a first ballistic section in the housing which extends from the first end of the housing to the middle portion of the housing;
a second ballistic section which extends from the second end of the housing to the middle portion of the housing;
a third ballistic section which is rotatably mounted in the housing to move between an disarmed position and an armed position, the third ballistics section being misaligned with the first and second ballistic sections in the disarmed position and the third ballistic section being aligned with the first and second ballistic sections in the armed position;
an annular piston in the housing which moves from a first position to a second position when the safety apparatus is subjected to a sufficient downhole pressure, said movement of the annular piston causing the third ballistic section to move from the disarmed to the armed position; and
a compression spring in the housing for exerting a force on the annular piston to hold it in its first position until a sufficient downhole pressure is encountered to allow the annular piston to move to its second position.
12. The system of claim 6, wherein the firing head is positioned in the system such that the firing head enters the wellbore before the perforating guns enter the wellbore.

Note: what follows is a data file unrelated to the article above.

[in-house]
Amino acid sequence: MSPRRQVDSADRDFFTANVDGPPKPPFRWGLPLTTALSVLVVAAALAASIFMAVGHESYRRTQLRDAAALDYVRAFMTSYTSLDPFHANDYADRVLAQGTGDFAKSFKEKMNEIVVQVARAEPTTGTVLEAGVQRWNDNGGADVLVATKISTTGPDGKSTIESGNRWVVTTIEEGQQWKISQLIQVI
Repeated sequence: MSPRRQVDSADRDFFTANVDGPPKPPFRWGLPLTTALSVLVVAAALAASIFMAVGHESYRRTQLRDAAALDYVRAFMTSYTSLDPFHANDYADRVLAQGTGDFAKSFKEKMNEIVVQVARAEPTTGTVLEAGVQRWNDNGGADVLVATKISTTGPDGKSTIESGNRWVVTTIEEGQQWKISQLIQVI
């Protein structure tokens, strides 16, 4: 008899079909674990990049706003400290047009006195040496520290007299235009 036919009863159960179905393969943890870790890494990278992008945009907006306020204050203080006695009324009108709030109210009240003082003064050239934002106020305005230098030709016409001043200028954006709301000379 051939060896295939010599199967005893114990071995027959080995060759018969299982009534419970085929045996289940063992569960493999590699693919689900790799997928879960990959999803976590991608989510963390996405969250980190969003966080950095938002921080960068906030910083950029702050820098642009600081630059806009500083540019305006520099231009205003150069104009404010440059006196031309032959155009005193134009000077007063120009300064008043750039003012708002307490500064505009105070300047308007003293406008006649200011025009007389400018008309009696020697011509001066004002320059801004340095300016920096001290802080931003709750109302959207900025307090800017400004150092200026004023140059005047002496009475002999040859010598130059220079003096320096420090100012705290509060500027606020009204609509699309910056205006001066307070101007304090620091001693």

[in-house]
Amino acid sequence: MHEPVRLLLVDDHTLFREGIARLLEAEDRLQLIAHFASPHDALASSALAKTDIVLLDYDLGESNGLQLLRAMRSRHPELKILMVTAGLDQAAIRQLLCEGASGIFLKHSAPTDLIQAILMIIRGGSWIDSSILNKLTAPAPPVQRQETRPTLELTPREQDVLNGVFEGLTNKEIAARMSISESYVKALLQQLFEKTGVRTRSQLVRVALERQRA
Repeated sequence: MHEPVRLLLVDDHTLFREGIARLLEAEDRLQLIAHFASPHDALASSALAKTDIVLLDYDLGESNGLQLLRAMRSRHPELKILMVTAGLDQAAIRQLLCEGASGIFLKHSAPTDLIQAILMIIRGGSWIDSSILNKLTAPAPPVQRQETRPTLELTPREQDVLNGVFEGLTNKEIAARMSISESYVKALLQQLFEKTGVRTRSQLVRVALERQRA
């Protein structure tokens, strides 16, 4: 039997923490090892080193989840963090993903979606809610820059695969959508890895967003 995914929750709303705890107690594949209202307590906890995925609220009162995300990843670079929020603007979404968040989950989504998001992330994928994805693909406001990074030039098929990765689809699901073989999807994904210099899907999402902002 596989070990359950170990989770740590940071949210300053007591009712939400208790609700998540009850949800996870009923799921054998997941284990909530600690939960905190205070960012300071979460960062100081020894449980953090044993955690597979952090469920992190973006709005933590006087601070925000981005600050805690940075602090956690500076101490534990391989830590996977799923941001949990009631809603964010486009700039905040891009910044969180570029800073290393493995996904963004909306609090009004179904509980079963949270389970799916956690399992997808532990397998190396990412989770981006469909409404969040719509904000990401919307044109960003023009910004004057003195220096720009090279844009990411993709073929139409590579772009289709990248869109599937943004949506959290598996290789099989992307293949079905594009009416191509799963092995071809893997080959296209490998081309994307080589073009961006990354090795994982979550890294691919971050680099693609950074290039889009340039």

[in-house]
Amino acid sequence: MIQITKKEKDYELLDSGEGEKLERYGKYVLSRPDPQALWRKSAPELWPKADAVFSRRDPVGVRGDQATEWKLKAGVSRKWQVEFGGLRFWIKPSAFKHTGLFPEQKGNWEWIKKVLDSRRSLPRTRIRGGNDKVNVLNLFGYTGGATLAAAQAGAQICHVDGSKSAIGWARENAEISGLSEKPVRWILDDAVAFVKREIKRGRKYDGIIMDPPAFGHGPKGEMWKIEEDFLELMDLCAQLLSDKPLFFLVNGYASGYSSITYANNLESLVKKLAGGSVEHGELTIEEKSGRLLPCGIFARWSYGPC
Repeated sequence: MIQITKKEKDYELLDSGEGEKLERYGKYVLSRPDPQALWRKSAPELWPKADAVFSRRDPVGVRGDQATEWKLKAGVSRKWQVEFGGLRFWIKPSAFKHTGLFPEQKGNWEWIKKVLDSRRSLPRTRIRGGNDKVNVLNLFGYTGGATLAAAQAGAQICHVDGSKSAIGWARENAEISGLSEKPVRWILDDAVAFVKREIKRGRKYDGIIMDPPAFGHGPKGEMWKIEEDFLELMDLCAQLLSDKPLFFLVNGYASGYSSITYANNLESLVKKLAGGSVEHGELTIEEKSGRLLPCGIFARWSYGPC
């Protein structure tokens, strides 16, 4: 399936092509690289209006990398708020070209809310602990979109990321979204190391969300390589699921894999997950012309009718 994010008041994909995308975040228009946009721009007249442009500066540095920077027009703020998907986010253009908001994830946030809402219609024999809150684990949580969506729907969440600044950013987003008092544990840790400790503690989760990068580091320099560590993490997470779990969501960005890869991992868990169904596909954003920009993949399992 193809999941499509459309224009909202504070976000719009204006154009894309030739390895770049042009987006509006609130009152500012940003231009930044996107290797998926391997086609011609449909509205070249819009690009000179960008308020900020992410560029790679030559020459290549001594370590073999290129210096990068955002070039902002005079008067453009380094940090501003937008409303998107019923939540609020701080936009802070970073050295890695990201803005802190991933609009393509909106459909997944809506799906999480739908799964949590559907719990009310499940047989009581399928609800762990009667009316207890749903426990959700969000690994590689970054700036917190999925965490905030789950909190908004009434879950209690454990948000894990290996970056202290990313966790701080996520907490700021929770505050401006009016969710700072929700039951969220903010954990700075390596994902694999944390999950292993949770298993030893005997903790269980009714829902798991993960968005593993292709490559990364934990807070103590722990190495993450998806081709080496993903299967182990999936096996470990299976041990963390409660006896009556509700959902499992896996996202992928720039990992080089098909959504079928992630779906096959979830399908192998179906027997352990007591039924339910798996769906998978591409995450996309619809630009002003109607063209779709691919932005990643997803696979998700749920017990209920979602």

13. A method of operating a perforating system having a firing head, perforating guns, a ballistic train between the firing heads and perforating guns, and a safety device interposed within the ballistic train, the safety device comprising a housing having an armed position and a disarmed position, and a ballistic portion being located within the housing, the ballistic portion comprising;
a first ballistic section in the housing which extends from a first end of the housing to a middle portion of the housing, the first ballistic portion comprising explosive material;
a second ballistic section in the housing which extends from a second end of the housing to the middle portion of the housing, the second ballistic portion comprising explosive material;
a third ballistic section which is movably mounted in the middle portion of the housing to move between a disarmed position and an armed position, the third ballistic section being misaligned with the first and second ballistic sections in the disarmed position and the third ballistic section being aligned with the first and second ballistic sections in the armed position, the third ballistic portion comprising explosive material;
the method comprising arming the ballistic train downhole using the downhole pressure.
14. The method of claim 13, further comprising the step of disarming the ballistic train as the system is retrieved from the wellbore.
15. The method of claim 13, wherein the ballistic train is permanently disarmed before the system is retrieved from the wellbore.
16. The system of claim 6, wherein the housing is generally tubular shaped.
17. The method of claim 13, wherein the housing is generally tubular shaped.
18. The system of claim 6, wherein the explosive material is detonation cord.
19. The method of claim 13, wherein the explosive material is detonation cord.